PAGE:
Ashes centurion Chris Rogers has revealed that Graeme Swann's shock retirement on the eve of the Boxing Day Test gave him the leg-up he needed to achieve the greatest moment of his career.
"To win a game, get a hundred in a fourth innings and run down a total, in cricket terms that's as good as it gets," Rogers said as he reflected on his rock-solid 116 at the MCG that underpinned Australia's fourth straight Ashes win.
"The first century (at Chester-le-Street) was fantastic because you can never take a hundred away from you but we lost that game so it was bitter-sweet.
"But when you win a game in the fourth innings it's just such joy. It was as good as anything I've ever accomplished in cricket."
Rogers admitted that his battles with Swann, the outstanding England off-spinner who claimed his wicket seven times in 15 Ashes innings before retiring last week, had sapped his mental energy like no other challenge in the game.
He entered the fourth Test feeling unburdened because he knew Swann's absence would leave him with greater reserves of mental stamina to confront the other England bowlers.
Rogers responded with 61 in the first innings before his second Ashes century on the last day.
"Congratulations to Swanny for such a great career but I was probably the biggest winner out of it all," Rogers said. "There have been times when I've felt pretty good at the crease and comfortable except for Swann.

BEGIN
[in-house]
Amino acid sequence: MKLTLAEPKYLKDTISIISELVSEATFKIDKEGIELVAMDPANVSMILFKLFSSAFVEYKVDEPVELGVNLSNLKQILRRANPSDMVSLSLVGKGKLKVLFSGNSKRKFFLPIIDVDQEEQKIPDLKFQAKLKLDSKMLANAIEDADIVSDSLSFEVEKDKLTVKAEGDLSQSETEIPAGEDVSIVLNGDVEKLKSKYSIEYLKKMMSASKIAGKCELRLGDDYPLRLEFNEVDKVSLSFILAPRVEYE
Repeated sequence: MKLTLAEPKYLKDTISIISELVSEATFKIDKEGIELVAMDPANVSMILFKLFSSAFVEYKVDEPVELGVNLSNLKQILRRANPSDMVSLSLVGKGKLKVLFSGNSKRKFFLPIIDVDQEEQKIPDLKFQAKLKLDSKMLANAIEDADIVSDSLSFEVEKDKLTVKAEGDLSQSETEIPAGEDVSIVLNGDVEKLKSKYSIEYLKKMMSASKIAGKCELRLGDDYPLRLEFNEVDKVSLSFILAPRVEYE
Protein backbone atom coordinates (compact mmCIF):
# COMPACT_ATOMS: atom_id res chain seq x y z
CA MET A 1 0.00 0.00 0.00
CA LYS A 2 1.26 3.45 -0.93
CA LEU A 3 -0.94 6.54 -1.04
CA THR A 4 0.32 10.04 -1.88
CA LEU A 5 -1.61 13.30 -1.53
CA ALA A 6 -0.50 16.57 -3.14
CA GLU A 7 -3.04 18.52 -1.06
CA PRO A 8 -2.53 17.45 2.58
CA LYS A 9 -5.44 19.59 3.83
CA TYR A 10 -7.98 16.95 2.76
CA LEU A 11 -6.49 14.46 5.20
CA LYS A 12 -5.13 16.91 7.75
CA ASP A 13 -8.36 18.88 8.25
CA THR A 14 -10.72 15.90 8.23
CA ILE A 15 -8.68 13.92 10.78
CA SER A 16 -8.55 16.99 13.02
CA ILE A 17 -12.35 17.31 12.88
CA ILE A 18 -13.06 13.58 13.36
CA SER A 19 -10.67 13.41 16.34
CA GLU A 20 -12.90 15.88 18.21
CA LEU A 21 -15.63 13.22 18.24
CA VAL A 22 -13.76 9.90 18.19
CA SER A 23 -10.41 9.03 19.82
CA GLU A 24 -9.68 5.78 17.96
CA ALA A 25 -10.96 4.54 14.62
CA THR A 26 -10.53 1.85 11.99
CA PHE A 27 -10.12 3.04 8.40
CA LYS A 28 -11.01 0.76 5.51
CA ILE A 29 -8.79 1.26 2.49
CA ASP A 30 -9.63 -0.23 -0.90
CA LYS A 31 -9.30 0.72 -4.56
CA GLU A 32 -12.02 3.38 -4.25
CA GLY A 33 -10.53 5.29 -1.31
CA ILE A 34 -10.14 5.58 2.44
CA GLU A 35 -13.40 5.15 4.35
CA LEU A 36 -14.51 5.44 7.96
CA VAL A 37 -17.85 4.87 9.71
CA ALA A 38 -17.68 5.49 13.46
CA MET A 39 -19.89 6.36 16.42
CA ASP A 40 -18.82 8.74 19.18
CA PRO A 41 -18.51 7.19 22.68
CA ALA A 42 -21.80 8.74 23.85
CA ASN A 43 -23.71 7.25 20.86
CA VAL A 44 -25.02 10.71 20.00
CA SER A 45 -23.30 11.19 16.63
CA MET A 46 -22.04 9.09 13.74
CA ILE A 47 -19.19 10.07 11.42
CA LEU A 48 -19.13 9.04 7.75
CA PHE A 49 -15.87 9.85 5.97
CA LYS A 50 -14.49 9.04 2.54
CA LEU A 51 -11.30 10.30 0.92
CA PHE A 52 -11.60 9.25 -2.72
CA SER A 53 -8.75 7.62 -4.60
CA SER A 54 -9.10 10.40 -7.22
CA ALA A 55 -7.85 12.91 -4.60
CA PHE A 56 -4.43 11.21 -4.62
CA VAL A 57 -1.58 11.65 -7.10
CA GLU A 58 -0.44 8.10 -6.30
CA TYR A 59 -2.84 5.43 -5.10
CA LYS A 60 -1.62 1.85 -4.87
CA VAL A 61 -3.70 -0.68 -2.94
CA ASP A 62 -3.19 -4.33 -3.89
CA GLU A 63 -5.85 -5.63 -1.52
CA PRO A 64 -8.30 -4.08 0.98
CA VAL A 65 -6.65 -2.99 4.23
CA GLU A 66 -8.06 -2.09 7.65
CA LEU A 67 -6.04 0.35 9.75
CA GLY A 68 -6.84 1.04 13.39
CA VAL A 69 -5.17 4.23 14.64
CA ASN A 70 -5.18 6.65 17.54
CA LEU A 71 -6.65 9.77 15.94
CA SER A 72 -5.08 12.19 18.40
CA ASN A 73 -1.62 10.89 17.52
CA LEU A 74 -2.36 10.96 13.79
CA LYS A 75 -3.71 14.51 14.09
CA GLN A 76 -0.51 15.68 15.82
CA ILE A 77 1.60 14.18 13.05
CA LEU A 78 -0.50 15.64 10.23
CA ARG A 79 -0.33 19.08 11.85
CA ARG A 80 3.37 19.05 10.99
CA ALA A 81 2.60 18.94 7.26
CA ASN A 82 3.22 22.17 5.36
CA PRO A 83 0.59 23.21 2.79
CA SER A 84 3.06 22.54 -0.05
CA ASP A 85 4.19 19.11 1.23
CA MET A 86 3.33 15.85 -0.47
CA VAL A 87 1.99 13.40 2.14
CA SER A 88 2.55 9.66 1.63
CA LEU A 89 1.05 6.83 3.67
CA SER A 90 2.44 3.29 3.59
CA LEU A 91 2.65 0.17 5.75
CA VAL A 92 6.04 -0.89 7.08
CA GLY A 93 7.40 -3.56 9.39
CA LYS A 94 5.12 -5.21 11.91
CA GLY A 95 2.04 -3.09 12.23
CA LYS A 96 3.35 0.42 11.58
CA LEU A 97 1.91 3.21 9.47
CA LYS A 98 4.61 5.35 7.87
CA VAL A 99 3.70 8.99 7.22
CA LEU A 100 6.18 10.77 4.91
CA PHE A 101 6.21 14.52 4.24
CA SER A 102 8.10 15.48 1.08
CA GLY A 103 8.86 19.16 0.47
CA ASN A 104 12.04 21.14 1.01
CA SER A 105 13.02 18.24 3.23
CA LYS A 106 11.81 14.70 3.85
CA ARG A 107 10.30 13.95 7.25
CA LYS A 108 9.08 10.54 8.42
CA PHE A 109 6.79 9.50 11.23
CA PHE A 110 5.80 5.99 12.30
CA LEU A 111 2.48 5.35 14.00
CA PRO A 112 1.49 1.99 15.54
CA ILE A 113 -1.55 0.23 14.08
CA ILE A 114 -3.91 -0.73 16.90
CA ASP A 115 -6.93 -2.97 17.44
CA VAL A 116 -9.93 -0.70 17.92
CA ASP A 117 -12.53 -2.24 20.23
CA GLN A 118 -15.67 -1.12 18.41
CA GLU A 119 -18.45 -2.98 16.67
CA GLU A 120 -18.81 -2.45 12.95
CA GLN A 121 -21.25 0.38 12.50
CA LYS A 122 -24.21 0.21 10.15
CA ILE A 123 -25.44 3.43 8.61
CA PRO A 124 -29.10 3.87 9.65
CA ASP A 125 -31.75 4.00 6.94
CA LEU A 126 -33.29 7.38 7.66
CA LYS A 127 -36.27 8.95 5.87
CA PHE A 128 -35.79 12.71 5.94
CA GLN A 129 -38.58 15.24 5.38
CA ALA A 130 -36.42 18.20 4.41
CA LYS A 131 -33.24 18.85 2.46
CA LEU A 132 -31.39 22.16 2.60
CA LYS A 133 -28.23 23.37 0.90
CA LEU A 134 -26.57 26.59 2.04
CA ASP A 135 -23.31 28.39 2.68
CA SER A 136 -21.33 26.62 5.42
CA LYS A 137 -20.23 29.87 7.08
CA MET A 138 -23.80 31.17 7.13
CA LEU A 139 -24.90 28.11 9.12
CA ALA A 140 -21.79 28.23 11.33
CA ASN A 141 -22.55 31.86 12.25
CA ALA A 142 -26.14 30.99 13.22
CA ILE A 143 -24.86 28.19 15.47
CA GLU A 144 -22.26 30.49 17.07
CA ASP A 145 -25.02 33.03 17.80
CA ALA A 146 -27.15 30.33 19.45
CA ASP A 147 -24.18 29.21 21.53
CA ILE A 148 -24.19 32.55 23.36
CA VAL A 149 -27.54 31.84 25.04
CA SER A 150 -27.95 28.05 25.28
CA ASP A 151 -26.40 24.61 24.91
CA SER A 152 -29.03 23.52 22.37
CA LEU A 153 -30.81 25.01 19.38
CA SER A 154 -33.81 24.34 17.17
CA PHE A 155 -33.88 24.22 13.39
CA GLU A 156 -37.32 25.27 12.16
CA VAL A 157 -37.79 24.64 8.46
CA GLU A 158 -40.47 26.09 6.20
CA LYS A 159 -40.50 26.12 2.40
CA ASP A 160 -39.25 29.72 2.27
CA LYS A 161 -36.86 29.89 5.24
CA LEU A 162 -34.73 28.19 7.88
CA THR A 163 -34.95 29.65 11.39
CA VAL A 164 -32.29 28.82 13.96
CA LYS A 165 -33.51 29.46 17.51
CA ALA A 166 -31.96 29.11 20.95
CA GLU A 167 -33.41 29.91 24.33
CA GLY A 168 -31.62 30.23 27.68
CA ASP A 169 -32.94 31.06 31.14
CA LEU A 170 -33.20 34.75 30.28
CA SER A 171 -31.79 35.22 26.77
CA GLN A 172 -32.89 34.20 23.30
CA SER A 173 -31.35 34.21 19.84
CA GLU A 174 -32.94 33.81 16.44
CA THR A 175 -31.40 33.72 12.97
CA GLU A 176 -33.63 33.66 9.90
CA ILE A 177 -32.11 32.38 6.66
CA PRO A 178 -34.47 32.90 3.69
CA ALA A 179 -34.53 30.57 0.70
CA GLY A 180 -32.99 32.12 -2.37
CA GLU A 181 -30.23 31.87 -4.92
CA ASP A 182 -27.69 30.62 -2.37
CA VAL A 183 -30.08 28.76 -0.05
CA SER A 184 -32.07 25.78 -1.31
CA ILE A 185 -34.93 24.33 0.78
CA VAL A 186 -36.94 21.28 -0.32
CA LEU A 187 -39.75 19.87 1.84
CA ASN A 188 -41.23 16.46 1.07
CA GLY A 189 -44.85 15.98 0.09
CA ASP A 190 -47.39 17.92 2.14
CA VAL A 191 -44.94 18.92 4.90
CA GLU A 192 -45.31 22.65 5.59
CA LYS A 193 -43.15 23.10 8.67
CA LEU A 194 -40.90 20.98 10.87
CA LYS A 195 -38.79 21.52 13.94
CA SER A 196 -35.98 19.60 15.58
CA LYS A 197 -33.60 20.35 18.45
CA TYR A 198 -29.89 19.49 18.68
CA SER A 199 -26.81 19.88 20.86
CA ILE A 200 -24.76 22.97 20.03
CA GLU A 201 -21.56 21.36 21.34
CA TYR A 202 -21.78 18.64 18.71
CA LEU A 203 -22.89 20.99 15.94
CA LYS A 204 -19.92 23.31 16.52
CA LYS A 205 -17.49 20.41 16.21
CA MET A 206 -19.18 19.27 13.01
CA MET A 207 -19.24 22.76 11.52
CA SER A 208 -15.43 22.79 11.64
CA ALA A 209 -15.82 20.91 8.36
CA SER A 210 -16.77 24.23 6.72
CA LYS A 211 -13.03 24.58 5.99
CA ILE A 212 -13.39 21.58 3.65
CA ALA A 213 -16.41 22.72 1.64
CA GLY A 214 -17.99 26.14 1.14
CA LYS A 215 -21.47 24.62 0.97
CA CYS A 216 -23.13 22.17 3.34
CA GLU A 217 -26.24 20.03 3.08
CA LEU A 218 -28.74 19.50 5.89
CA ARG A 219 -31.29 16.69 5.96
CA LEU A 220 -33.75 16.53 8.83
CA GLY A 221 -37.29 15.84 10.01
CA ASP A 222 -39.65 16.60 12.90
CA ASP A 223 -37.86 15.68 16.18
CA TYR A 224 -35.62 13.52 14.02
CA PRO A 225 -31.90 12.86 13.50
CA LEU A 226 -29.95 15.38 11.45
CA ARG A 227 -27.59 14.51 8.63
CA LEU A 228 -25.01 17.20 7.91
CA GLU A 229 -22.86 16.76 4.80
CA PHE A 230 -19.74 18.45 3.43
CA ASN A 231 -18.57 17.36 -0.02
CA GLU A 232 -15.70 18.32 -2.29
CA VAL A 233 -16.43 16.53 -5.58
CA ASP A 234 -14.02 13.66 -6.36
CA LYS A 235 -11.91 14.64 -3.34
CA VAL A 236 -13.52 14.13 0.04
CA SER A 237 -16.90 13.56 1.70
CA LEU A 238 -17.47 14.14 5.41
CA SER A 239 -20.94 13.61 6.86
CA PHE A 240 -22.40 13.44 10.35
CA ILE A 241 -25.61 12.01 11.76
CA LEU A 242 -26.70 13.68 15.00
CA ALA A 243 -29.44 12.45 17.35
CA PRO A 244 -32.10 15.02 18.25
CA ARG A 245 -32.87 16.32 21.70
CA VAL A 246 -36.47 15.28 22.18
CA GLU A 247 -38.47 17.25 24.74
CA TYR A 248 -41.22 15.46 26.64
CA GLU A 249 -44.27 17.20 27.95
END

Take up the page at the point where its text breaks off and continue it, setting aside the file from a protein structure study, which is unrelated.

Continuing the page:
"He was the one guy I've always found difficult just to score runs.
"With him out of the side it was not going to be mentally exhausting having to face their attack."
Rogers will take a break from cricket after the fifth Test but can plan to travel to South Africa in February to take on Test cricket's two highest-ranked bowlers in pacemen Dale Steyn and Vernon Philander.
Although he returned to county cricket after the winter Ashes series, Rogers learnt that he was better off staying away from cricket in the aftermath of an intense Test campaign.
"There is no chance in hell (of playing club cricket)," he said.
"I am going to take some time off and just recoup really. Playing cricket 12 months of the year you have to have some time off."
Rogers has no commitments for Victoria until after returning from South Africa in March.
He is now on the verge of 10,000 shield runs, has passed that mark in county cricket and his career tally of 21,128 runs passed the first-class record of his former teammate and coach Tom Moody.
Meanwhile, former Test star Mike Hussey has called for patience with middle-order successor George Bailey, backing him as the man for the job.
Bailey has made an inconsistent start in Australia's No.6 spot where Hussey dominated before quitting international cricket early this year, averaging 27.
"I don't think he's a weak link at all, every Test match he plays we win," Hussey said. "It's not easy to come into Test cricket and hit the ground running, it takes time." DID YOU KNOW? 7 The number of times Graeme Swann claimed the wicket of Chris Rogers in 15 Ashes innings